Empress Wu and Buddhism: A Symbiotic Relationship Essay

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Wu Zhao, the first female emperor of China, rose to power during the Tang Dynasty and her active role with Buddhism fabricated a perpetual impact in the Chinese society as a whole. There is no doubt that Buddhism and the Tang administration, under Wu’s reign, formed a symbiotic relationship with one another. She is considered to be one of the most prominent advocators of the religion during the era. Her efforts to spread of Buddhism and the monetary support help Buddhism to expand throughout the people significantly, which provide the religion another source of financial income to spread even further. Regardless of Empress Wu’s intention, she has furnished the religion in numerous ways, but what did she receive in return? This proposes…show more content…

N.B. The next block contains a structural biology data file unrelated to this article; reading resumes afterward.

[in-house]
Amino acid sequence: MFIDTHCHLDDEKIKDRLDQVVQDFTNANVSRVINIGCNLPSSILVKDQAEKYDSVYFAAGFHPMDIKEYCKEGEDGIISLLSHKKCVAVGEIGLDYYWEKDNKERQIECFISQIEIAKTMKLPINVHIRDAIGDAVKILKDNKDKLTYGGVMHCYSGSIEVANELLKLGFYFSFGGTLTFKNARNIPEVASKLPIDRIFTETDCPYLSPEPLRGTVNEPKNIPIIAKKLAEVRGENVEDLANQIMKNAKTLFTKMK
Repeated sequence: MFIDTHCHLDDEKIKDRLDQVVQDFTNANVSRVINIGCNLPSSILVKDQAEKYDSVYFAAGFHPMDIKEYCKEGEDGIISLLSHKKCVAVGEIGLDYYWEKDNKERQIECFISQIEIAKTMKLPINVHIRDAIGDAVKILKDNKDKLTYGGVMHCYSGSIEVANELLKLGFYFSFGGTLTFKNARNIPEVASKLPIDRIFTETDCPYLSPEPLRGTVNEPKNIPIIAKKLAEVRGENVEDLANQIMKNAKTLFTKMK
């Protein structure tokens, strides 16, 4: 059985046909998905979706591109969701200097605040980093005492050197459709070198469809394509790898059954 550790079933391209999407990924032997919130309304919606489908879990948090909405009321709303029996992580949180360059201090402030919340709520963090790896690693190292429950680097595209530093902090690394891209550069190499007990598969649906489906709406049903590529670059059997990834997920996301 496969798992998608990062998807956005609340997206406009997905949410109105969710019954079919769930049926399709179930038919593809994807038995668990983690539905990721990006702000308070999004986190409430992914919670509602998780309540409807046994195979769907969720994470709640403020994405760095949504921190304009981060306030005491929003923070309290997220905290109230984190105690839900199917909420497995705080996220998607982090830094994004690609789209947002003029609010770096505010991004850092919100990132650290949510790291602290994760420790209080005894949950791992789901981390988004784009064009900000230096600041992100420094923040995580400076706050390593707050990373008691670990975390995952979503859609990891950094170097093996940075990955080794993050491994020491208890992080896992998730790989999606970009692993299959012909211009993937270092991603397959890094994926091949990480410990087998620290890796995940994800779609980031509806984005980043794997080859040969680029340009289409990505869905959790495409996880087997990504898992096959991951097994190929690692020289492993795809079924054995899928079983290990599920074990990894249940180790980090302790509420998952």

On top of being advantageous for the justification of Wu’s throne, the adoption of Buddhism also benefitted the Chinese government. Wu’s openhanded policies towards Buddhism and her proclamation of an era of peace brought the empire economic stability and prosperity (Smarr Feb. 17 2012). The reciprocated correlation between religion and state is clearly identified by Wu’s unambiguous relationship with Buddhism: Wu accepts the previously rejected religion and becomes its primary fiscal source, which ultimately leads to the wide-spread of Buddhism throughout the country, while Buddhism, in return, legitimizes her reign and facilitates the trade routes on the silk roads to the western world, bringing countless advantages to China and significantly boosting the Chinese economy during a peaceful period. The interdependency between Wu and Buddhism blooms as early as her overtaking of the imperial rule of China. As resourceful and violent as Wu is in securing her title, demonstrated by the empress’s exploitation of the “secret police force to monitor dissident factions,” she is also cunning in gathering support from the ordinary masses, such as the Buddhists and their followers (Bentley 290). She “generously patronize[s] Buddhists, who return the favor by composing
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